Affirming Care for People of Color

Being a member of a community that is racialized and politicized can be exhausting and stressful.  This can show up as stomach or back pains, headaches, isolation, crying, anger, so many ways. People of Color have been misused, abused and marginalized by most sectors in the US including the medical sector.  Ideally this would be acknowledged fully and truth and reconciliation would be open and transparent.  Unfortunately we are not there. 

 

What I attempt everyday to do is provide a space for my clients who are people of color to express their full selves.  This includes processing of all types of oppression (overt, covert racism, microaggressions, etc.) how the oppression looks can depend on multitude of identities.  Only if that is the topic that you would like to focus on.

 

Of course racism including not limited to minority stress, stereotype threat, dealing with model minority standards; is not the only thing people of color have to have to handle. Many diagnoses have shown significant differences in the expression of mental health diagnoses to a variety of communities.  (Cross-Cultural Aspects of Anxiety, 2014Black people & Depression, 2018Asian, Latino communities & Anxiety, 2011Ethnic Differences after Hurricane Andrew, 2002 ).  It is critical to acknowledge and apply this information in the therapeutic space.  Below are some great resources.  It is critical to find a therapist that you trust and connect with.  I welcome you to also reach out and connect.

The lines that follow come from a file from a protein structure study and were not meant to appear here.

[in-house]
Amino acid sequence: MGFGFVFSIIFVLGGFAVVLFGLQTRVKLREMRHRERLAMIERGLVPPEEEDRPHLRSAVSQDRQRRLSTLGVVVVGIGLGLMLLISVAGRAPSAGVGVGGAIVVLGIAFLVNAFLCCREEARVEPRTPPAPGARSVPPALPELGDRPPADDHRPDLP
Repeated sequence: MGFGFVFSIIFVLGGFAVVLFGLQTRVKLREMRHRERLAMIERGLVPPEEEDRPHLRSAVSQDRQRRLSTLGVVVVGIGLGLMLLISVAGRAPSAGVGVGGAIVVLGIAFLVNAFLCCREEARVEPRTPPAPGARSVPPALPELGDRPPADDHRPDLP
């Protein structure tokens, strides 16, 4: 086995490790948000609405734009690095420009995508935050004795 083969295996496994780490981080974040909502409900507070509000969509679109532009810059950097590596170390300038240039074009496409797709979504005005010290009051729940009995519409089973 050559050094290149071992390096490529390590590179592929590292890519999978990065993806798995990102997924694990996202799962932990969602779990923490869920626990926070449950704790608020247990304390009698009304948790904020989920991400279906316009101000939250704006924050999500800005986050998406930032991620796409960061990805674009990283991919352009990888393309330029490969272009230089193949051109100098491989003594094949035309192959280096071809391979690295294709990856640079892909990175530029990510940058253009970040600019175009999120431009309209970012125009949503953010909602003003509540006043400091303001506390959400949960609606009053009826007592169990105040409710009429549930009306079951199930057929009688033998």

Yes, I am a white therapist. This means I experience privilege, also less and different limitations.  Additionally, I have been privileged to have the majority of my clients be people of color.  Since opening my practice at any given time 50-70% of my clients identify as people of color. Attending the graduate program at Howard University, a Historically Black College and University, really solidified my cultural affirmation and humility. So grateful all the individuals and communities allowed me into their lives.

For Emergencies: Consider calling 9-1-1

For 24 hour support, click on the link that most fits your experience:

 considering suicide, abusive relationships, or sexual assault.

 

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Material on this website is informational and does not constitute a professional service or relationship.

Offices: San Jose, South Bay                             Focuses: BIPoC, LGBTQ+, Trauma, EMDR, CBT